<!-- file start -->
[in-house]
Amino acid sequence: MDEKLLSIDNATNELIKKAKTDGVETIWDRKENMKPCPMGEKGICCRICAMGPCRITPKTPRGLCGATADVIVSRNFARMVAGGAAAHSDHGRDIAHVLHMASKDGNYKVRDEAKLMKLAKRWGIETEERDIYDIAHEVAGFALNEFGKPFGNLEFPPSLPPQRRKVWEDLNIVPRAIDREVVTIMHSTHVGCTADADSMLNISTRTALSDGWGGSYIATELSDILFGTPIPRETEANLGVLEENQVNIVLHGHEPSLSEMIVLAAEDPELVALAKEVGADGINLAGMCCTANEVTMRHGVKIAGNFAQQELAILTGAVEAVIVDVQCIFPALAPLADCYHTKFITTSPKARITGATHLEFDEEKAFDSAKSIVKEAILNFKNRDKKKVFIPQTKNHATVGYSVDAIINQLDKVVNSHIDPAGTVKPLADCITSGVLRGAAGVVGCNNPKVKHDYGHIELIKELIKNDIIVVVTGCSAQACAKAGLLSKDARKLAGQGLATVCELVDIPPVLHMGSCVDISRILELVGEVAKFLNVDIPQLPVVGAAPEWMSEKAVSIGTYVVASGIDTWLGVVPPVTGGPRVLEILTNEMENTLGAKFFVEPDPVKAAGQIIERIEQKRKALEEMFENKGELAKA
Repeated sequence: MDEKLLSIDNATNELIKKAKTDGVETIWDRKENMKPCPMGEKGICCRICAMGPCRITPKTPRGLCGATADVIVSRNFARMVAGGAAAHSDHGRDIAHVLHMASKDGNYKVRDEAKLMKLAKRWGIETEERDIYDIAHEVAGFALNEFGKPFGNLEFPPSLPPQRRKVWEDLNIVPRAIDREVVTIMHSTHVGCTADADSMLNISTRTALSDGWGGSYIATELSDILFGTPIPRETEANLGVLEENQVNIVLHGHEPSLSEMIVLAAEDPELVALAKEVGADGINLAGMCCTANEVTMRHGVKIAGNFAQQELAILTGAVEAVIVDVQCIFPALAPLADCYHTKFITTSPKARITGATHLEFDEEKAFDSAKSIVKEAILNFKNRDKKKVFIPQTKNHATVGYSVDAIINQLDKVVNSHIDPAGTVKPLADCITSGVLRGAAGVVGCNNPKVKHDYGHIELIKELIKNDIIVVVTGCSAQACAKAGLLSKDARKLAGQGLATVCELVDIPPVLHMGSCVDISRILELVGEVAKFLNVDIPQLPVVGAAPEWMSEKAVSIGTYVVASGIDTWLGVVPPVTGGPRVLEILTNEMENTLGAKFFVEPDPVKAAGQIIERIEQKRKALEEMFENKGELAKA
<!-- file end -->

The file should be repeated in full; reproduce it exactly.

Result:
[in-house]
Amino acid sequence: MDEKLLSIDNATNELIKKAKTDGVETIWDRKENMKPCPMGEKGICCRICAMGPCRITPKTPRGLCGATADVIVSRNFARMVAGGAAAHSDHGRDIAHVLHMASKDGNYKVRDEAKLMKLAKRWGIETEERDIYDIAHEVAGFALNEFGKPFGNLEFPPSLPPQRRKVWEDLNIVPRAIDREVVTIMHSTHVGCTADADSMLNISTRTALSDGWGGSYIATELSDILFGTPIPRETEANLGVLEENQVNIVLHGHEPSLSEMIVLAAEDPELVALAKEVGADGINLAGMCCTANEVTMRHGVKIAGNFAQQELAILTGAVEAVIVDVQCIFPALAPLADCYHTKFITTSPKARITGATHLEFDEEKAFDSAKSIVKEAILNFKNRDKKKVFIPQTKNHATVGYSVDAIINQLDKVVNSHIDPAGTVKPLADCITSGVLRGAAGVVGCNNPKVKHDYGHIELIKELIKNDIIVVVTGCSAQACAKAGLLSKDARKLAGQGLATVCELVDIPPVLHMGSCVDISRILELVGEVAKFLNVDIPQLPVVGAAPEWMSEKAVSIGTYVVASGIDTWLGVVPPVTGGPRVLEILTNEMENTLGAKFFVEPDPVKAAGQIIERIEQKRKALEEMFENKGELAKA
Repeated sequence: MDEKLLSIDNATNELIKKAKTDGVETIWDRKENMKPCPMGEKGICCRICAMGPCRITPKTPRGLCGATADVIVSRNFARMVAGGAAAHSDHGRDIAHVLHMASKDGNYKVRDEAKLMKLAKRWGIETEERDIYDIAHEVAGFALNEFGKPFGNLEFPPSLPPQRRKVWEDLNIVPRAIDREVVTIMHSTHVGCTADADSMLNISTRTALSDGWGGSYIATELSDILFGTPIPRETEANLGVLEENQVNIVLHGHEPSLSEMIVLAAEDPELVALAKEVGADGINLAGMCCTANEVTMRHGVKIAGNFAQQELAILTGAVEAVIVDVQCIFPALAPLADCYHTKFITTSPKARITGATHLEFDEEKAFDSAKSIVKEAILNFKNRDKKKVFIPQTKNHATVGYSVDAIINQLDKVVNSHIDPAGTVKPLADCITSGVLRGAAGVVGCNNPKVKHDYGHIELIKELIKNDIIVVVTGCSAQACAKAGLLSKDARKLAGQGLATVCELVDIPPVLHMGSCVDISRILELVGEVAKFLNVDIPQLPVVGAAPEWMSEKAVSIGTYVVASGIDTWLGVVPPVTGGPRVLEILTNEMENTLGAKFFVEPDPVKAAGQIIERIEQKRKALEEMFENKGELAKA